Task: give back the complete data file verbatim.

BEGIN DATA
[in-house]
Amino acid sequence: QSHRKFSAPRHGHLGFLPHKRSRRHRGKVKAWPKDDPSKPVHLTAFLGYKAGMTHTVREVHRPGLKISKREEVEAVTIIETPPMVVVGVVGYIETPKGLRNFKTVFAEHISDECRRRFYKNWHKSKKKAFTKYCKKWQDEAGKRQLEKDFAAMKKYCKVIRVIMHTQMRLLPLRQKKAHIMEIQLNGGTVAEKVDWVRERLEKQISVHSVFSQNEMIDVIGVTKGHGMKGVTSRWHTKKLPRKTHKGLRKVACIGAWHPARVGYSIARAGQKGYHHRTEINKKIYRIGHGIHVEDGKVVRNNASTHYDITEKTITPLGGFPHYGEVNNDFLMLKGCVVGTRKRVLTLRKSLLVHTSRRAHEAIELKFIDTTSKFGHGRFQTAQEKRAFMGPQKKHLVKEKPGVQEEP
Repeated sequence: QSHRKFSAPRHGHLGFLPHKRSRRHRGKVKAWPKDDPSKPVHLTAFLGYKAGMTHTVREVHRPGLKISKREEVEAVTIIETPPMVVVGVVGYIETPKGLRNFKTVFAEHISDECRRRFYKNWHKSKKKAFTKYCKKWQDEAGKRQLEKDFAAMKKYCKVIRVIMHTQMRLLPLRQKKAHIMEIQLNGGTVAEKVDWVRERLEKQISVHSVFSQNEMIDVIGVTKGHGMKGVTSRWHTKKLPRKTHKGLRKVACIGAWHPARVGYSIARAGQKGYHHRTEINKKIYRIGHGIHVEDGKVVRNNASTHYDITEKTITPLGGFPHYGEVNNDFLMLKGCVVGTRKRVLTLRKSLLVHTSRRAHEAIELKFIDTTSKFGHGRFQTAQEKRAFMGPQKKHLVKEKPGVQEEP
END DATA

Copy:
[in-house]
Amino acid sequence: QSHRKFSAPRHGHLGFLPHKRSRRHRGKVKAWPKDDPSKPVHLTAFLGYKAGMTHTVREVHRPGLKISKREEVEAVTIIETPPMVVVGVVGYIETPKGLRNFKTVFAEHISDECRRRFYKNWHKSKKKAFTKYCKKWQDEAGKRQLEKDFAAMKKYCKVIRVIMHTQMRLLPLRQKKAHIMEIQLNGGTVAEKVDWVRERLEKQISVHSVFSQNEMIDVIGVTKGHGMKGVTSRWHTKKLPRKTHKGLRKVACIGAWHPARVGYSIARAGQKGYHHRTEINKKIYRIGHGIHVEDGKVVRNNASTHYDITEKTITPLGGFPHYGEVNNDFLMLKGCVVGTRKRVLTLRKSLLVHTSRRAHEAIELKFIDTTSKFGHGRFQTAQEKRAFMGPQKKHLVKEKPGVQEEP
Repeated sequence: QSHRKFSAPRHGHLGFLPHKRSRRHRGKVKAWPKDDPSKPVHLTAFLGYKAGMTHTVREVHRPGLKISKREEVEAVTIIETPPMVVVGVVGYIETPKGLRNFKTVFAEHISDECRRRFYKNWHKSKKKAFTKYCKKWQDEAGKRQLEKDFAAMKKYCKVIRVIMHTQMRLLPLRQKKAHIMEIQLNGGTVAEKVDWVRERLEKQISVHSVFSQNEMIDVIGVTKGHGMKGVTSRWHTKKLPRKTHKGLRKVACIGAWHPARVGYSIARAGQKGYHHRTEINKKIYRIGHGIHVEDGKVVRNNASTHYDITEKTITPLGGFPHYGEVNNDFLMLKGCVVGTRKRVLTLRKSLLVHTSRRAHEAIELKFIDTTSKFGHGRFQTAQEKRAFMGPQKKHLVKEKPGVQEEP